Step-by-Step Guide to the Probate Process
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Probate is the legal process through which the court oversees the estate of a deceased person to make sure the debts are paid and the estate is properly distributed to the heirs. Many people think that probate applies to you only if you have a will. Not so! Your estate will be probated whether or not you have a will.
- With a valid will: Your will determines how your estate is transferred during probate and to whom.
- Without a valid will: (Called dying intestate) The laws in the state where you live specify who gets what parts of your estate.
Think of the probate process as the "script" that guides the orderly transfer of your estate according to the rules. Although the procedure varies somewhat from state to state, generally, certain events must take place.
Swearing in a Personal Representative
In your will, you name the individual you want to be your personal representative or executor (often used interchangeably) — that is, the person in charge of your estate after you die. However, if you die without a will, the court will select a personal representative for you. A family member, such as your spouse or an adult child can request that the court appoints him or her as the personal representative of your estate.
Once the representative is chosen, the court will issue to him or her Letters of Administration or Letters Testamentary (official documentation showing authority to act on behalf of the estate) and require him or her to take an oath of office. The personal representative files a document called a Petition for Probate of will and Appointment of Personal Representative with the probate court. This petition begins the probate process.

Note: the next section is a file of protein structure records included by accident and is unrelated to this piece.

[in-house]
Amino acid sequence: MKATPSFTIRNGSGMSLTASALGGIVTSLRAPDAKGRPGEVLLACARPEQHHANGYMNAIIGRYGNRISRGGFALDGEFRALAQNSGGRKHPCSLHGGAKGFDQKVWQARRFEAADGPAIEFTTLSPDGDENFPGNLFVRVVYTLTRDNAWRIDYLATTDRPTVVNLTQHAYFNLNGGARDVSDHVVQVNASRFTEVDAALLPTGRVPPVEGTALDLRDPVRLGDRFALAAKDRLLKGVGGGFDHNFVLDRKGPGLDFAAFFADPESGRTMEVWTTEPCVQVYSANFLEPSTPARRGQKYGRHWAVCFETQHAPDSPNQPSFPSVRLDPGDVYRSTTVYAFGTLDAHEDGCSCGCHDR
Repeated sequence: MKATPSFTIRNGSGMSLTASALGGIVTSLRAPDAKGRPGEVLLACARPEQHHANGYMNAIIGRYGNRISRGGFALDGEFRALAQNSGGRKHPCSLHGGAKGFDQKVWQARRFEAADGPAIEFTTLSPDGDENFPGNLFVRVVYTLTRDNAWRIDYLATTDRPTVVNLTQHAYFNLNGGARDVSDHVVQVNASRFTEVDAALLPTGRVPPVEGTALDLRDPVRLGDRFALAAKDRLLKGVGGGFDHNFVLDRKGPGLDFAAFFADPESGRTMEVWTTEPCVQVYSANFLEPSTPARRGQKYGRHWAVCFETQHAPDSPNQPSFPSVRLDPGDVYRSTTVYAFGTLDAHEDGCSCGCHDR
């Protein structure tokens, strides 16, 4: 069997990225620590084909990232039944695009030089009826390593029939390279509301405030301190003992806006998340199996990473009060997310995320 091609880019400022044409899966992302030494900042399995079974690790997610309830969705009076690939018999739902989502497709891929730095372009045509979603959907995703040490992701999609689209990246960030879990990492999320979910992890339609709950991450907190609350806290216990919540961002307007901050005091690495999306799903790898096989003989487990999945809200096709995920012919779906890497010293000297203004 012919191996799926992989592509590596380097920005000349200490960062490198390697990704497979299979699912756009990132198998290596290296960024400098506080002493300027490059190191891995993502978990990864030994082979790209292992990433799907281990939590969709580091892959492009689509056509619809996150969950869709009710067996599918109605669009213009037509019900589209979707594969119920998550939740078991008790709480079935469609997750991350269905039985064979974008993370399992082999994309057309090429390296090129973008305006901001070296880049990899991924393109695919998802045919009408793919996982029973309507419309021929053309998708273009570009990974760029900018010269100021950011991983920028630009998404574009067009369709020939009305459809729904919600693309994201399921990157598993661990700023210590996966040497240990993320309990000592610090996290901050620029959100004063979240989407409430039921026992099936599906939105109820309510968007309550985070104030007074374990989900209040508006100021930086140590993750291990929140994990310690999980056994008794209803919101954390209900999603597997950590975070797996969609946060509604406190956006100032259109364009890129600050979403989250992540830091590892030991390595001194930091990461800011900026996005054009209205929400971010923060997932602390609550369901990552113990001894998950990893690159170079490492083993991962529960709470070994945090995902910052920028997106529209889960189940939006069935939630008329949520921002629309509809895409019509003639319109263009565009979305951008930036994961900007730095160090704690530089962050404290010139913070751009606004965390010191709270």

If you have a will, the court issues an order admitting the will to probate, basically acknowledging the will’s validity. Some wills require the executor to “post a bond” with the probate court, which guarantees that the executor will take good care of the estate.
Read more about the role of a Personal Representative here.
Notifying Heirs, Creditors, and the Public
Some states require your personal representative to publish a death notice in your local newspaper. This serves as a public notice of your estate's probate and enables people who think they have an interest in your estate (such as creditors) to file a claim against it within a specified time period—usually 3 or 4 months. This makes the matters of your estate part of the public record.
One of the executor’s jobs is to inventory your property, both real and personal, so the estate’s value can be determined. He or she needs to make sure you left enough to cover the debts and distributions to beneficiaries. If there is not enough to cover all the debts, one or more beneficiaries may receive less than you intended or even nothing at all after the debts have been paid off.
The personal representative must collect and inventory the assets to make sure all the property is available for distributing at the end of the probate process. If property is missing or you no longer own it at the time of your death, sometimes replacement assets or the cash equivalent can be used to replace the missing property. It is important to have a good idea of what your estate is worth so you can make intelligent choices for your estate plan. An estate planning attorney should be able to help you with this.
Paying Bills, Taxes, and Distributing the Estate
Although it varies from state to state, payments are typically made in this order:
- Estate administration costs (legal advertising, appraisal fees, personal representative fees, attorney fees, etc.);
- Family allowances (For support of family members);
- Funeral expenses;
- Taxes and other debts (medical bills, etc.);
- All remaining claims; and
- Whatever is left after creditors get their money is distributed to the beneficiaries named in the will. If there is no will, the laws in your state determine how and to whom the remaining property is distributed.
If probate proceeds according to plan and all notices and communications are properly handled, the personal representative is usually protected against any subsequent, late-arriving claims.
Some probate processes can be relatively straightforward, while others can be particularly complicated. It is difficult to give a timeline for that reason. In general, the simplest estates may be probated within 3 months of filing the petition of probate. If there are any complexities, however, such as the will is contested by any of the beneficiaries or property is owned in different states, all bets are off and probate may take anywhere from six months to two or more years.